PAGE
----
My friend Zach said it like this: When you go to a Chinese restaurant or a Mexican restaurant or any other foreign restaurant in the States, you are looking for the authentic experience. A sign of the authenticity is whether or not foreigners belonging to that particular culture are eating at the restaurant.
At work, I am one out of sixteen “teachers.” I am the only foreigner, so that makes me the English language expert. Shetou is like some tiny town you would find in the middle of Kansas except dirtier and smellier. I have been walking 15 minutes to the train station from my place, taking the train for 7-10 minutes to Shetou, and then walking 15 minutes to work everyday. On the way home, I have to repeat the cycle in reverse, except oftentimes, I get off just after a train has left, and I end up sitting outside the station for 30-45 minutes trying to ward off mosquitoes.
I have gone through the gauntlet with this job. They had me observing classes first, which was overwhelming. Then, they had me watching videos and taking notes for training, which was overwhelming. Then, they had me teaching for part of each class, which was overwhelming. Then, they had me go down to Taichung for training with the school headquarters, which was overwhelming. Finally, they placed me into a full schedule that has me working Monday through Saturday, three hours a day are unpaid lesson planning and preparation, and three to five hours are paid teaching hours.
The Taiwanese teachers are quite rude to me, and I am very aware of their micro-aggressions toward me. Other foreigners have said that it has to do with my pay; I do get paid more than they do even though they are responsible for more tasks. I have had teachers yell at me in anger while in class, in front of the students. I have taught five classes in one day and then sat and listened to each teacher tell me what I did wrong in passive aggressive ways. I have decided that I really hate passive aggression. It goes like this: “Do you think the kids understood what you taught?” “Um, yea, they seemed to answer my questions pretty well at the end.” “Really? (intelligence insulting stare) I think you need to get better. This, this right here, why would you do that?”
So I am trying to leave this job. It won’t be easy, but I have gone to an interview, have done a teaching demo, and have sent my information to a much better school in Jhunan, where my favorite girl lives, where the ocean is, and where there is a nicer apartment for the same amount of money.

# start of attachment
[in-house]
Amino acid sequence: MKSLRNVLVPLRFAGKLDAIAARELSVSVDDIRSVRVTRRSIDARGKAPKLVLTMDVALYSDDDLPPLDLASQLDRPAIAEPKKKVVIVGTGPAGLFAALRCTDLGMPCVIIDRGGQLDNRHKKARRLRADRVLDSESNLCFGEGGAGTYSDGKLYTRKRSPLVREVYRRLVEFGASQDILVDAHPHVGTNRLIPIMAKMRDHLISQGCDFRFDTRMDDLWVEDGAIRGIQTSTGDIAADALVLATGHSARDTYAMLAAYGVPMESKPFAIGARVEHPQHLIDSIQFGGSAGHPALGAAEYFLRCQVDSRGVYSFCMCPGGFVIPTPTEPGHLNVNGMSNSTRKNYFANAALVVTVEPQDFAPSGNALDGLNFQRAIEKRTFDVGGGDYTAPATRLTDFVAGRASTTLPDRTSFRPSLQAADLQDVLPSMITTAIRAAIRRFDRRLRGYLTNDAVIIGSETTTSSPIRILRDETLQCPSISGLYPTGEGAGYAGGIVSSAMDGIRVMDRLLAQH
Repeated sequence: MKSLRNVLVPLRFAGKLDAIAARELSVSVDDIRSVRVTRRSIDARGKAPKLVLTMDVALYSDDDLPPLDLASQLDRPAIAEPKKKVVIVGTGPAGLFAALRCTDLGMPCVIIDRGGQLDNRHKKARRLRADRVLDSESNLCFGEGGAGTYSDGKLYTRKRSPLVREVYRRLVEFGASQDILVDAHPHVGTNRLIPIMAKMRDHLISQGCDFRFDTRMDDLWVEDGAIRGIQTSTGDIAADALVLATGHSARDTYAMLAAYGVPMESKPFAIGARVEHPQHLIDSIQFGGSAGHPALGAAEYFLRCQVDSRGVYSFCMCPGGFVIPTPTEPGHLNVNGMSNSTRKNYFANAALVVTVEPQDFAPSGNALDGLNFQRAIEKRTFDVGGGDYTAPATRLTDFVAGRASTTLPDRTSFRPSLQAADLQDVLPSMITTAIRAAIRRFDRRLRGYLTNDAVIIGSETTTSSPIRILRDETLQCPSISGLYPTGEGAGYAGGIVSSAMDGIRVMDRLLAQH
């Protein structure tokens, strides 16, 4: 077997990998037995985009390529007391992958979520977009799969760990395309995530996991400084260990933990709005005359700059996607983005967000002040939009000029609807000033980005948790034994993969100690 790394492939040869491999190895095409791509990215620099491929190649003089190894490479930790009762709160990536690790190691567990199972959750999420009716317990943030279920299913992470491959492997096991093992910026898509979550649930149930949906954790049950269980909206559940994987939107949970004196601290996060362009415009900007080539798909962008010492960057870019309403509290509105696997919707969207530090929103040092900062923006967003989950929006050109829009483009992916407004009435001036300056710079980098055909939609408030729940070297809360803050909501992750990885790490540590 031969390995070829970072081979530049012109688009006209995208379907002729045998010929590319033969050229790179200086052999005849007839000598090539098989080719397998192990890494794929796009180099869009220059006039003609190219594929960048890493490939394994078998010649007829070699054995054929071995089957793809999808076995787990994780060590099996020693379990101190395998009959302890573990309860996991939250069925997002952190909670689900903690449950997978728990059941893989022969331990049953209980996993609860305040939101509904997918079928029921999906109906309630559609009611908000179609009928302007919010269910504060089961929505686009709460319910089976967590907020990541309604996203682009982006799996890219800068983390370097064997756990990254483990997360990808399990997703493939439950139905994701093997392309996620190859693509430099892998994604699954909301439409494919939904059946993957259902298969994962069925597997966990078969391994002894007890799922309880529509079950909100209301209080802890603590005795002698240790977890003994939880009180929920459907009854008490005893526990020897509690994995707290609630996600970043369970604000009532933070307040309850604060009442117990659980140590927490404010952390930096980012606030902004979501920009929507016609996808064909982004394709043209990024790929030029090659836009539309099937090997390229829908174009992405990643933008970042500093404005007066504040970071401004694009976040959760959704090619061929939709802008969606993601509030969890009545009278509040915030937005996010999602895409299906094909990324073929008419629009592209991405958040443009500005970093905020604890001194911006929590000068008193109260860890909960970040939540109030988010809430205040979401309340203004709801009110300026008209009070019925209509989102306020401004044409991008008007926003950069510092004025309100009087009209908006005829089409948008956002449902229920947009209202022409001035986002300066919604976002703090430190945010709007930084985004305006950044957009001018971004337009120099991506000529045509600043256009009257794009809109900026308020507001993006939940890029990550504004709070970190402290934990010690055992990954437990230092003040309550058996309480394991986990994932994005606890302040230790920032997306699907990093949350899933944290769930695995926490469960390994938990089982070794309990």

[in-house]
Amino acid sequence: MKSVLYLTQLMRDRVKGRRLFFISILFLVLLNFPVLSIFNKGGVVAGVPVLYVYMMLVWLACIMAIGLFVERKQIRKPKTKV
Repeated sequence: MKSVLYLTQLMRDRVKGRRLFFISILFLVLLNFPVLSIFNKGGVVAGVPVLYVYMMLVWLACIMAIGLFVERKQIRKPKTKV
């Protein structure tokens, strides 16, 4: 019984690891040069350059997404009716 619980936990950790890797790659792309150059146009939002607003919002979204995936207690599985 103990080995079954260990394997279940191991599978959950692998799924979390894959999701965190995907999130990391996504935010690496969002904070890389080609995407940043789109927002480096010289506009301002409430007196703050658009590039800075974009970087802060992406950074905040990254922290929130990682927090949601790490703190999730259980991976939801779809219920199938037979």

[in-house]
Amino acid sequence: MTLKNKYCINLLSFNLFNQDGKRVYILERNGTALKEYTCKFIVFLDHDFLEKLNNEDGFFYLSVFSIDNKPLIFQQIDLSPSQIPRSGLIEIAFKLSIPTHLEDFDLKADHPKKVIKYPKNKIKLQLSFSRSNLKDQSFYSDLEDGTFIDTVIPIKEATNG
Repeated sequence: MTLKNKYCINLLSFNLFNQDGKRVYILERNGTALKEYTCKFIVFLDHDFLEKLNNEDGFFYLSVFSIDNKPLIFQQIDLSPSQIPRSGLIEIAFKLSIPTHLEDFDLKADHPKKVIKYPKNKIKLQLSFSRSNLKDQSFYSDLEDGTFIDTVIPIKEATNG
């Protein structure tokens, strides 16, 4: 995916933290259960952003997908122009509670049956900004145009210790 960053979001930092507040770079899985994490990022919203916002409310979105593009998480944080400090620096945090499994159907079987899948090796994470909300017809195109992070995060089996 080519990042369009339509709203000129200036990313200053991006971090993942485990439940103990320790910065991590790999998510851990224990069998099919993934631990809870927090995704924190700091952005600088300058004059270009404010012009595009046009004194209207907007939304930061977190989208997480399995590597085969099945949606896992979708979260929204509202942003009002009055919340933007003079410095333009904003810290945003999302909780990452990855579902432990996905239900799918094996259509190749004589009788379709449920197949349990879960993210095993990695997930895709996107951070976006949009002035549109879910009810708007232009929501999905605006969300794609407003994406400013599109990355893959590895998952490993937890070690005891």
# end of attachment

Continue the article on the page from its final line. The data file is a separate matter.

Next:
Tune in next time.
April 1, 2012 § 15 Comments
So the GET-TO-TAIWAN objective was initially established based upon the fact that I needed to see a dear friend of mine. In the beginning stages of my quest, I was trying to get a job in Boulder, Colorado in order to pay for a plane ticket, however, after hours of applications and hours of waiting, I decided that I would shift my focus and try to get a job in Taiwan teaching English. I enrolled in an online TEFL (Teach English as a Foreign Language) certification course, and then things (quite miraculously) fell into place.
On Monday, March 5th, I woke up and took my car to a self-car wash, posted it on Craig’s list, and within ten minutes had around 20 missed calls on my cell phone because I was busy selling it to a sponsored climber named Jarred Cleerdin. I walked to the bank and deposited the cash, and later that day I packed up the things I would leave behind.
The next day, Tuesday, I bought a ticket and expedited my visa order and passport to Ambassador Passport and Visa Services in Santa Monica, California.
Wednesday I finished packing up my things. A family friend, Eric King, agreed to hang on to my junk for a year then took me to a gem of a cigar lounge in Lafayette, Colorado called Barlow’s. Afterword, I had a small, last-minute going-away gathering.
On Thursday I received my passport with a 60-day visitor’s visa through FedEx at 10:30AM. Around 4pm, my dear brother Andrew drove me to the airport. I arrived in Taiwan at 5:50AM on March 10th, Heydon’s birthday.
Then, it was a tornado and too much to write on a blog post (but I’ll say it was really hard and a test of everything I’ve got). I made my way to the Good Ground Hotel in Taichung where a one-person bedroom is about $37 USD/night. I constantly applied for jobs for a week and a half, finished my online TEFL certification, and worked on the writing of Glen Reiff’s biography until I got an interview with the Joy English School in Shetou Town, Changhua County.
I got the job. I got the job. I got the job. I got the job. (I’ve been applying for jobs since January whisper).